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Android Apprentice

Third Edition · Android 10 · Kotlin 1.3 · Android Studio 3.6

Before You Begin

Section 0: 4 chapters
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Section II: Building a List App

Section 2: 7 chapters
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Section III: Creating Map-Based Apps

Section 3: 7 chapters
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30. Preparing for Release
Written by Fuad Kamal

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So you finally built that app you’ve been dreaming about. Now it’s time to share it with the world! But where do you start?

This chapter will help you get your app ready for release. Although this chapter focuses primarily on preparing the app for the Google Play Store, most of the steps will apply regardless of the publishing platform.

Here’s a quick overview of each step involved:

  1. Clean up any debugging code you may have in the source.
  2. Check the app version information.
  3. Create a release version of the app with the correct signing key.
  4. Test the release version on as many devices as possible.
  5. Create a Google Play Console developer account.
  6. Create screenshots, promotional graphics and videos.
  7. Fill out the application details on the play console.

You’re ready to walk through these items in detail.

Code cleanup

The first step is to make sure your project and code are ready for release. Here are a few items to consider:

  • Choose a good package name. Once you submit an app to the store, you cannot change the package name. The package name is embedded in AndroidManifest.xml but can be set in the app’s build.gradle.

    The package name must be unique from all other apps in the Play Store. One of the best ways to ensure this is to use a reverse naming convention based on a domain name that you own. For example, PodPlay published by has a package name of com.raywenderlich.podplay.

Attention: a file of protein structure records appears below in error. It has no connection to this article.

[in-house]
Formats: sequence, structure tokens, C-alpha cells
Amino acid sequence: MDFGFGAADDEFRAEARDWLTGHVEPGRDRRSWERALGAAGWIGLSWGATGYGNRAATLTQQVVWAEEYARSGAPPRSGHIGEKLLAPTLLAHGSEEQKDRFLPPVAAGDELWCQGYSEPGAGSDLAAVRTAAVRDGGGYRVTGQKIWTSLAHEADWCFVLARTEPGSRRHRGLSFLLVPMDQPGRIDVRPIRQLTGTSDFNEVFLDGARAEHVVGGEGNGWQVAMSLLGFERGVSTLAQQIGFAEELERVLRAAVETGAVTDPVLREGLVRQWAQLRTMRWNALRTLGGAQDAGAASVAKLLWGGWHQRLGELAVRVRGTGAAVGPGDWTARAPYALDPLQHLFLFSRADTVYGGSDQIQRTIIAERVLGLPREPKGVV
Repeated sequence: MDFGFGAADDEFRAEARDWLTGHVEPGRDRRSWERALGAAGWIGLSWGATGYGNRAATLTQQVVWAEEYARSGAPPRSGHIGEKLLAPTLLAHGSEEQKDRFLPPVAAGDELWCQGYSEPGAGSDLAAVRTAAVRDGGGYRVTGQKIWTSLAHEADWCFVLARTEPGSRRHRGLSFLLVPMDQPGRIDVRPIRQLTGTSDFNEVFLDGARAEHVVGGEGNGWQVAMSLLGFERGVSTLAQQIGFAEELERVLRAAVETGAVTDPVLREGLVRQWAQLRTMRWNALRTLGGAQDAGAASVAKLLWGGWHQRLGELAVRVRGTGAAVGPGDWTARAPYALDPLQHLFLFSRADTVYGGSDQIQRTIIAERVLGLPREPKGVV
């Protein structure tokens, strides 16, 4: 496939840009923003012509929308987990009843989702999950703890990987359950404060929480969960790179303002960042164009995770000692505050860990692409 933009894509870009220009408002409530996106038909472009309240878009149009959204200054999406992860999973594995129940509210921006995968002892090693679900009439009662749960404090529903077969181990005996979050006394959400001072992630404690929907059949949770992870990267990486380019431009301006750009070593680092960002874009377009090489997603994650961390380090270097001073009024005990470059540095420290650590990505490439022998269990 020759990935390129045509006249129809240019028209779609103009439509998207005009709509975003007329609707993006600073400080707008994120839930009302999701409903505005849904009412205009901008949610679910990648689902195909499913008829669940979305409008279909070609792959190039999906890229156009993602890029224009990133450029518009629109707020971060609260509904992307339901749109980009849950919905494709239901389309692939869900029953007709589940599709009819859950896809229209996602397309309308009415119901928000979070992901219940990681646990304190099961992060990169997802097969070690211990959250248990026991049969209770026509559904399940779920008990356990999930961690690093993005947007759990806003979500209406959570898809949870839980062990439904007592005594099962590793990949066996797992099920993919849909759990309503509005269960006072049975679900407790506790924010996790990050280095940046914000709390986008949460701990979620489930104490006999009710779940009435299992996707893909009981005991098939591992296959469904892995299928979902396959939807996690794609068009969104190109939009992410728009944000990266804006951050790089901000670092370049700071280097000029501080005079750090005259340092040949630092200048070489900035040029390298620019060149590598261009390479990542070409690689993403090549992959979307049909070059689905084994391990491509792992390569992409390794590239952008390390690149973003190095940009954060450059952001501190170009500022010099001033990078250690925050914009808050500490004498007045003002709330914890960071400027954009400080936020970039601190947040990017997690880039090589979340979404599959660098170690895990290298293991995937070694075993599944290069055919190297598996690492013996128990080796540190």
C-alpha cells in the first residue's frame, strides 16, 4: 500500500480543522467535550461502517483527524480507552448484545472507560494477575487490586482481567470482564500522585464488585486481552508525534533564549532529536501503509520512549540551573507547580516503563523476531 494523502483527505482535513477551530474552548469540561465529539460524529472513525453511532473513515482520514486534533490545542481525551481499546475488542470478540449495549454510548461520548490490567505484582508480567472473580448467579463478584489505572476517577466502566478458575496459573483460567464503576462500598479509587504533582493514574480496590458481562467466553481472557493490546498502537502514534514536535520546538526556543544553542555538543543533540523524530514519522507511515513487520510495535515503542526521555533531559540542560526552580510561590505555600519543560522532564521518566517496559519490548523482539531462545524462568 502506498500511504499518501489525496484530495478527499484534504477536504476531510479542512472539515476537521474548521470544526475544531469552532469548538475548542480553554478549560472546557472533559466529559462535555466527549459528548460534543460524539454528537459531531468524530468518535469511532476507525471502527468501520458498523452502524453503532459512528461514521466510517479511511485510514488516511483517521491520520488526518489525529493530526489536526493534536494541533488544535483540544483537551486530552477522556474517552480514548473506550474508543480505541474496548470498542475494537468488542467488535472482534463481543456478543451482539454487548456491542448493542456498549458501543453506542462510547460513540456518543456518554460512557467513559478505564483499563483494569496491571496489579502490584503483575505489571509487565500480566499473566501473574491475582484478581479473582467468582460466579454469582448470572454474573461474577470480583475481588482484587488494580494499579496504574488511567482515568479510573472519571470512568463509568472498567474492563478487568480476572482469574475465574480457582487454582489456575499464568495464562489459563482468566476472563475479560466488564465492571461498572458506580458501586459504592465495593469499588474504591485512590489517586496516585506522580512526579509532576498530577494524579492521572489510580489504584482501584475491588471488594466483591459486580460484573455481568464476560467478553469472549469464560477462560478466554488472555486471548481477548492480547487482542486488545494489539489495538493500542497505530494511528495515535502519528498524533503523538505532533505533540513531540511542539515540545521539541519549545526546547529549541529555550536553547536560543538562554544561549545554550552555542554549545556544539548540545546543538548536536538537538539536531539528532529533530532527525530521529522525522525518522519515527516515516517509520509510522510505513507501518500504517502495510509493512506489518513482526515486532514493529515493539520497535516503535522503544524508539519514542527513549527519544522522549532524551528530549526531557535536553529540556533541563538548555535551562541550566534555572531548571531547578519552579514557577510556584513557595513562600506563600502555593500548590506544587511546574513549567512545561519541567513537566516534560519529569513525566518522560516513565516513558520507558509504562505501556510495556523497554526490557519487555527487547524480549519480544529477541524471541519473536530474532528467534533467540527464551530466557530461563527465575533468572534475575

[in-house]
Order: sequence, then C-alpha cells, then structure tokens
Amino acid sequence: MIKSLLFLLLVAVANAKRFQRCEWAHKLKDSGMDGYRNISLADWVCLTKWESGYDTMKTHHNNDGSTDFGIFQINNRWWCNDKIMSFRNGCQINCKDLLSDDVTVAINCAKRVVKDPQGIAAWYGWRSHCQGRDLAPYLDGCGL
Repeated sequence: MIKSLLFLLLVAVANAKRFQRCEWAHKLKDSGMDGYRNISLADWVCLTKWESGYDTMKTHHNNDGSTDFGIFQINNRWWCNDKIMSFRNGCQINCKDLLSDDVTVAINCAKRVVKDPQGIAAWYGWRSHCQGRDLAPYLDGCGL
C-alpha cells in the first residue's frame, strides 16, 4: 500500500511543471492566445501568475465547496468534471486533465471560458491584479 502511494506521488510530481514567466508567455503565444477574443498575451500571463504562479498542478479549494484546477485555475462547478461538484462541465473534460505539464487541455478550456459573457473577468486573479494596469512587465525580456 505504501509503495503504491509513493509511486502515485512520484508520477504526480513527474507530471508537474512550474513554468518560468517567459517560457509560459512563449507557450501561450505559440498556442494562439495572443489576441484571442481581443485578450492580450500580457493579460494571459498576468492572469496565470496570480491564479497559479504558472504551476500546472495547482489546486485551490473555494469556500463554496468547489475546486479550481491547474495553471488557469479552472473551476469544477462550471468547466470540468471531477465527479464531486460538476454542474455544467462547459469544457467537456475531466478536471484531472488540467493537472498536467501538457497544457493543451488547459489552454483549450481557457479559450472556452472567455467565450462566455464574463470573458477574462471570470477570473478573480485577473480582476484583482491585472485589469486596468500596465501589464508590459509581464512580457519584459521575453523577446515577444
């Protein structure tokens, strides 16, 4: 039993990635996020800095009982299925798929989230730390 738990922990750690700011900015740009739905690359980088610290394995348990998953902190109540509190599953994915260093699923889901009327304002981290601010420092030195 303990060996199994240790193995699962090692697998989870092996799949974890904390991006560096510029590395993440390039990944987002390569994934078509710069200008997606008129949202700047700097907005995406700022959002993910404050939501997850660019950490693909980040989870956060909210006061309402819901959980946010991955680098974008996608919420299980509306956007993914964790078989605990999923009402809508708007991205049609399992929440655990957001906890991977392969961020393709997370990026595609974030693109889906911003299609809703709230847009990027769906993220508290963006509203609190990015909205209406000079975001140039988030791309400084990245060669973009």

defaultConfig {
        applicationId "com.raywenderlich.podplay"
  • Turn off debugging for release builds. By default, Android Studio creates debug and release build types for new projects.

    For the release build type, debugging is disabled by default. You can verify this by looking at app.gradle in the buildTypes section. Check that it has the following definition for the release build type:

    buildTypes {
      release {
          minifyEnabled true
          shrinkResources true
          proguardFiles getDefaultProguardFile('proguard-android.txt'),

    If you have a debuggable true line in the release build type, remove it.

    minifyEnabled enables code shrinking, obfuscation, and optimization for your projects release build type. Doing this increases build times and might introduce certain types of bugs, which is why you don’t enable this for the debug builds and is another reason why you need to thoroughly test your release build. ProGuard is the name of a tool that used to be used to help shrink your code for release. It removed unused code and libraries. It also obfuscated class, property and method names. Since Android Gradle version 3.4.0, Proguard was replaced by R8. R8 does the same thing ProGuard used to, but it’s developed and maintained by the Android team, and it does the job better. To make the transition to R8 simpler for developers, though, the code still refers to “proguard-rules”. For more details see

  • Remove logging by deleting Log calls in the code or let R8 remove the calls during the release build.

    To have R8 remove the logs, add the following lines to in the root of your project:

    -assumenosideeffects class android.util.Log {
        public static boolean isLoggable(java.lang.String, int);